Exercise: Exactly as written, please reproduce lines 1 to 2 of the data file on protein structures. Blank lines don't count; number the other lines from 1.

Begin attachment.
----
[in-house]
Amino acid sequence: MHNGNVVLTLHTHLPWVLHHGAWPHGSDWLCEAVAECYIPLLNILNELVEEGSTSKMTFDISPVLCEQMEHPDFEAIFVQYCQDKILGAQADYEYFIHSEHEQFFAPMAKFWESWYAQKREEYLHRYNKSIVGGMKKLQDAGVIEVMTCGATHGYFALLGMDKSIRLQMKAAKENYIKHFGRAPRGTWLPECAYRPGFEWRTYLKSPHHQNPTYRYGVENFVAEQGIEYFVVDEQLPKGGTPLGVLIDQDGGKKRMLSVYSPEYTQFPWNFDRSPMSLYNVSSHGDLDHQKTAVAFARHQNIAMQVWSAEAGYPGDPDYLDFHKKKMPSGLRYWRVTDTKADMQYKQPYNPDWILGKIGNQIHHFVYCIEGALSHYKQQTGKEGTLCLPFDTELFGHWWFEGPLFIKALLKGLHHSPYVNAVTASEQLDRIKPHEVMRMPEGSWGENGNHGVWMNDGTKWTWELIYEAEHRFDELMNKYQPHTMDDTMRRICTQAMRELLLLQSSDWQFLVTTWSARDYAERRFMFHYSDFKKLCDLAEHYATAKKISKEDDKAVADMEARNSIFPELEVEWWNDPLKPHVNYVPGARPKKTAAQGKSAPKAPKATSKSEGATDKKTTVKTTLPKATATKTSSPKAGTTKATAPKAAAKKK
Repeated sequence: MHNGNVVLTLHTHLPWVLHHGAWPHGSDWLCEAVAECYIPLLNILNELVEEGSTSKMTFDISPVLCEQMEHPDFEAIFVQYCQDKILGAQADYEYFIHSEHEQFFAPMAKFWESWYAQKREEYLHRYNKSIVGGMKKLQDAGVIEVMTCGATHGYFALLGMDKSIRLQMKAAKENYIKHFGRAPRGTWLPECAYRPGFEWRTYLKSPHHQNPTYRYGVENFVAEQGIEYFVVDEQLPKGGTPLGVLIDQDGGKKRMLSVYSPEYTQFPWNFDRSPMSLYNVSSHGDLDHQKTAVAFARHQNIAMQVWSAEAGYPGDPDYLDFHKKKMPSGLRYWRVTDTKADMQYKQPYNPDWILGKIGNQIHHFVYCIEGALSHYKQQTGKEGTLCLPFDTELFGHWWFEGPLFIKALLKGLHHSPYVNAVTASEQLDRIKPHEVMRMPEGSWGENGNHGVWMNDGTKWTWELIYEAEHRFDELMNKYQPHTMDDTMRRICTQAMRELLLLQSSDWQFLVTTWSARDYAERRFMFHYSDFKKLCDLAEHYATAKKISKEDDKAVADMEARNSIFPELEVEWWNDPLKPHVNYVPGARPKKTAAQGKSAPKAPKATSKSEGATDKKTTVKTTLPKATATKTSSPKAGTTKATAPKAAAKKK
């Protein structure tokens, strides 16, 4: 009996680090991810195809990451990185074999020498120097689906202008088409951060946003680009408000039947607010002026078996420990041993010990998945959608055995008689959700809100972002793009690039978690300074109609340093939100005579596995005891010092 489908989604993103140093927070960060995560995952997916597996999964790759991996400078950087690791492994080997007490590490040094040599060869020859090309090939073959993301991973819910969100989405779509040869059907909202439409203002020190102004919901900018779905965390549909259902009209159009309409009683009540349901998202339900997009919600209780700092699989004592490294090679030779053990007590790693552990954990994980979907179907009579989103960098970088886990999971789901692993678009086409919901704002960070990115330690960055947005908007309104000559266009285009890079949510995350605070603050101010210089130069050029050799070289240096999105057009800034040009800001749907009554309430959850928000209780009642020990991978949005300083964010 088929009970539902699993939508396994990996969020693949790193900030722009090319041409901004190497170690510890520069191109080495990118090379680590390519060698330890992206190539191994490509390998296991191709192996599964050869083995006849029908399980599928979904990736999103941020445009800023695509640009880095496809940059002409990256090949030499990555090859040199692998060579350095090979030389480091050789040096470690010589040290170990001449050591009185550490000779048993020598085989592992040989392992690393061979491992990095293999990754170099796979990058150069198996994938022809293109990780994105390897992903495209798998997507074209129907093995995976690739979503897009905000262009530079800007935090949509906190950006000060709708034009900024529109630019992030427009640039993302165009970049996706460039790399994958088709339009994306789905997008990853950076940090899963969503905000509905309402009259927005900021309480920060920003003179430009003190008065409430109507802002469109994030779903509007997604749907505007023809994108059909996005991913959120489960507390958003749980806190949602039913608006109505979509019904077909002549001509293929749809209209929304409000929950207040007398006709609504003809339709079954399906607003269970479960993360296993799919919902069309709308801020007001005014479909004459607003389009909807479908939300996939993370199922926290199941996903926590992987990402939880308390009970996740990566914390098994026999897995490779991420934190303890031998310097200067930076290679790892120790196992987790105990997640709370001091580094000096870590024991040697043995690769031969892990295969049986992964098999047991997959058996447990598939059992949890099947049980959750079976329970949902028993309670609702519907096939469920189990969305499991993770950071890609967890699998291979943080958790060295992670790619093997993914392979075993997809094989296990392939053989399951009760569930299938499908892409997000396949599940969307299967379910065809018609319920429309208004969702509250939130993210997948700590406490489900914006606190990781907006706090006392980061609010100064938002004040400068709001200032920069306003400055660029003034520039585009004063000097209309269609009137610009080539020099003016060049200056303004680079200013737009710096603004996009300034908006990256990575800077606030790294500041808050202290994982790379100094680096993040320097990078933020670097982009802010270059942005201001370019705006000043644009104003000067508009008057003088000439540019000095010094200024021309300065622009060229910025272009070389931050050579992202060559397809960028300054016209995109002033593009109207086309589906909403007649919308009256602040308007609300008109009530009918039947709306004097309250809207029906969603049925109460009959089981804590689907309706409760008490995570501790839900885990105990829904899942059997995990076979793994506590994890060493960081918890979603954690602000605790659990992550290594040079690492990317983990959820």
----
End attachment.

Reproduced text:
[in-house]
Amino acid sequence: MHNGNVVLTLHTHLPWVLHHGAWPHGSDWLCEAVAECYIPLLNILNELVEEGSTSKMTFDISPVLCEQMEHPDFEAIFVQYCQDKILGAQADYEYFIHSEHEQFFAPMAKFWESWYAQKREEYLHRYNKSIVGGMKKLQDAGVIEVMTCGATHGYFALLGMDKSIRLQMKAAKENYIKHFGRAPRGTWLPECAYRPGFEWRTYLKSPHHQNPTYRYGVENFVAEQGIEYFVVDEQLPKGGTPLGVLIDQDGGKKRMLSVYSPEYTQFPWNFDRSPMSLYNVSSHGDLDHQKTAVAFARHQNIAMQVWSAEAGYPGDPDYLDFHKKKMPSGLRYWRVTDTKADMQYKQPYNPDWILGKIGNQIHHFVYCIEGALSHYKQQTGKEGTLCLPFDTELFGHWWFEGPLFIKALLKGLHHSPYVNAVTASEQLDRIKPHEVMRMPEGSWGENGNHGVWMNDGTKWTWELIYEAEHRFDELMNKYQPHTMDDTMRRICTQAMRELLLLQSSDWQFLVTTWSARDYAERRFMFHYSDFKKLCDLAEHYATAKKISKEDDKAVADMEARNSIFPELEVEWWNDPLKPHVNYVPGARPKKTAAQGKSAPKAPKATSKSEGATDKKTTVKTTLPKATATKTSSPKAGTTKATAPKAAAKKK